Why are you leaving money on the table?

If you’ve ever coached a kid’s little league baseball team, you know that you might spend a lot of time at first reminding players to take the bat off of their shoulder.

When you stand up to bat, you just won’t be ready unless you’ve got the bat back and ready to take your cut.

Leaving it on your shoulder simply requires too much adjustment too fast if you are to hit a ball coming toward you.

Most young, inexperienced players can’t make it happen.

Not asking the right questions when in a sales situation is the same sort of thing.

Can you really afford to leave money on the table today?

I don’t mean be a hard sell pain in the butt.

Instead, be helpful. Inquisitive. Thorough.

If you really want to stretch… Pretend to be the least bit interested how the client is using your product / service, ask what they need, talk about what they really get out of your product / service, how they use it and so on.

Part of selling is helping the client figure out exactly what they want (and need).

I leave a hole and it goes unfilled.

Speaking of, I received a sales call last week.

The salesperson almost seemed embarrassed to call and sell their product. Maybe it was a rough day, I dunno.

The thing is, I’m already a customer and the next big thing is now available so I’m clearly vested in what they sell.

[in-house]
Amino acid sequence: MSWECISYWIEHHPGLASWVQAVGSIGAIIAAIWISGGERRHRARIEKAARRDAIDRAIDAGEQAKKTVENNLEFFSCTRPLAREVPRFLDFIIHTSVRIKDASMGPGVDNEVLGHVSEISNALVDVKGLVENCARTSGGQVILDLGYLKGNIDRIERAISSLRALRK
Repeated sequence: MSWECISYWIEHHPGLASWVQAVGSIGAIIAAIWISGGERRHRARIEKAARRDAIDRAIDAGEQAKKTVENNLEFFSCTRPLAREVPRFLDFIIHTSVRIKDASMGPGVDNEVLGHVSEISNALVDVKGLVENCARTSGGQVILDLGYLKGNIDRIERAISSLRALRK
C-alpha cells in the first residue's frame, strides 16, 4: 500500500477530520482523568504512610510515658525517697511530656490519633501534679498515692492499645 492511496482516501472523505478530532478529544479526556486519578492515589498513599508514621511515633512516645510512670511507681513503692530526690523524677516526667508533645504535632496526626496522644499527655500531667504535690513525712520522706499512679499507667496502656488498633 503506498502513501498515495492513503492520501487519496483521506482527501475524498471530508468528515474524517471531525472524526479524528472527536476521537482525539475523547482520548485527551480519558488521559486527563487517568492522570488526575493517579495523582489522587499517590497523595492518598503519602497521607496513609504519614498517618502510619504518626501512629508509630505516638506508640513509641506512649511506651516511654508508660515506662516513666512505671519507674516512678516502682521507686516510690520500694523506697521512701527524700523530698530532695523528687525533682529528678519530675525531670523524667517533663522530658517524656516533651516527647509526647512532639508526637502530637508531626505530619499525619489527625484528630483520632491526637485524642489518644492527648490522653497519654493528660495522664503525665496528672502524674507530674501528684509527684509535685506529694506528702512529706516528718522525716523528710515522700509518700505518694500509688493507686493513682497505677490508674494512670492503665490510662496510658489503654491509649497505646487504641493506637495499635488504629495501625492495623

It’s not like I’m a cold prospect with no idea what they do/sell. They just need to figure out what my objections might be – if any – and close the sale of the big new thing.

Instead, they just ask for the sale as if they really don’t care one way or the other.

In response, I say something along the lines of “I’m not quite ready” (which is the truth). I pause and leave the opening, hoping they’ll step in.

The opportunity sits there and languishes on the bone. End of discussion, call over.

What should have happened?

  • “I’m sorry to hear that, but if you don’t mind, could I ask a few questions?”

Me: Yeah, sure.

  • “How are you using the products / services?”
  • “How can we help you get more out of our products / services?”
  • “Is there a problem with our products or services?”
  • “Is cash flow tight? A lot of folks are stretched a little thin right now, so we’re doing what we can to get our product / service into their hands so they can use it to make more. Perhaps our payment plan would help. Would you like to hear about it?”
  • “Is there some other reason why you prefer to wait? It’s OK if there is, I’d just like to know if we aren’t where you need us to be.”

Me: Yeah, blah, blah, blah.

  • “So if I fixed that situation, would you be ready to buy?”

Me: “Forced” to either say yes, giving them the opportunity to fix whatever that is, or reveal the real objection (or state another one, which starts the cycle over again).

All the while, the vendor is learning what drives my purchases with them and how they can help me get to where I want to be as it relates to their product. But it never happens.

I’m almost left wondering if my business matters to the vendor.

Put yourself in this vendor’s place.

Can you really afford to leave money on the table right now? I’m guessing most can’t.

Are you training your staff to ask the right questions? Are they being inquisitive? Caring? Curious?

Coffee: The new “Do you want fries with that?”

Mystical station
Creative Commons License photo credit: Jsome1

Anyone who has studied business or marketing for any period of time has looked at the impact that one sentence has had on McDonald’s.